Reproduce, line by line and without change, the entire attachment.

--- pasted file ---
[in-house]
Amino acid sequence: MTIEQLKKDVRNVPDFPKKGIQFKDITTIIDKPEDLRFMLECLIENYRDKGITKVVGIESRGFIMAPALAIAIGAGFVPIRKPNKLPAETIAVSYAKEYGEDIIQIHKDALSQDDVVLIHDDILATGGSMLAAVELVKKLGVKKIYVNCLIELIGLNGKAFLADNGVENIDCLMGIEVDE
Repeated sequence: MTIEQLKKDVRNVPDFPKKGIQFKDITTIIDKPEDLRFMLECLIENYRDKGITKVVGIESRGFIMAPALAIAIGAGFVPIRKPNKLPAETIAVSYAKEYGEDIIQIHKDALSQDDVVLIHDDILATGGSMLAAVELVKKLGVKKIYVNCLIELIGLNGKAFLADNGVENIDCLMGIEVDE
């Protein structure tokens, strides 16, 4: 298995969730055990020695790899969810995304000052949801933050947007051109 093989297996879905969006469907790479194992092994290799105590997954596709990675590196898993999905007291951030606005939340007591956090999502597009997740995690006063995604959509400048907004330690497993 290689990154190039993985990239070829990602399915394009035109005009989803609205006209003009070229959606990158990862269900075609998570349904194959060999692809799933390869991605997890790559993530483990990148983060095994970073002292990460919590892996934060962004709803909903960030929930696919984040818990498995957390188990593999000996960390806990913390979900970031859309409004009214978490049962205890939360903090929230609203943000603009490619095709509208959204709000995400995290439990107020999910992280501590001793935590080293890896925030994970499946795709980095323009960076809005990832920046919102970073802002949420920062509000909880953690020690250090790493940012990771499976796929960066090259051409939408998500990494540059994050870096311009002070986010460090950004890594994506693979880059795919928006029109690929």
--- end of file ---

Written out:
[in-house]
Amino acid sequence: MTIEQLKKDVRNVPDFPKKGIQFKDITTIIDKPEDLRFMLECLIENYRDKGITKVVGIESRGFIMAPALAIAIGAGFVPIRKPNKLPAETIAVSYAKEYGEDIIQIHKDALSQDDVVLIHDDILATGGSMLAAVELVKKLGVKKIYVNCLIELIGLNGKAFLADNGVENIDCLMGIEVDE
Repeated sequence: MTIEQLKKDVRNVPDFPKKGIQFKDITTIIDKPEDLRFMLECLIENYRDKGITKVVGIESRGFIMAPALAIAIGAGFVPIRKPNKLPAETIAVSYAKEYGEDIIQIHKDALSQDDVVLIHDDILATGGSMLAAVELVKKLGVKKIYVNCLIELIGLNGKAFLADNGVENIDCLMGIEVDE
């Protein structure tokens, strides 16, 4: 298995969730055990020695790899969810995304000052949801933050947007051109 093989297996879905969006469907790479194992092994290799105590997954596709990675590196898993999905007291951030606005939340007591956090999502597009997740995690006063995604959509400048907004330690497993 290689990154190039993985990239070829990602399915394009035109005009989803609205006209003009070229959606990158990862269900075609998570349904194959060999692809799933390869991605997890790559993530483990990148983060095994970073002292990460919590892996934060962004709803909903960030929930696919984040818990498995957390188990593999000996960390806990913390979900970031859309409004009214978490049962205890939360903090929230609203943000603009490619095709509208959204709000995400995290439990107020999910992280501590001793935590080293890896925030994970499946795709980095323009960076809005990832920046919102970073802002949420920062509000909880953690020690250090790493940012990771499976796929960066090259051409939408998500990494540059994050870096311009002070986010460090950004890594994506693979880059795919928006029109690929």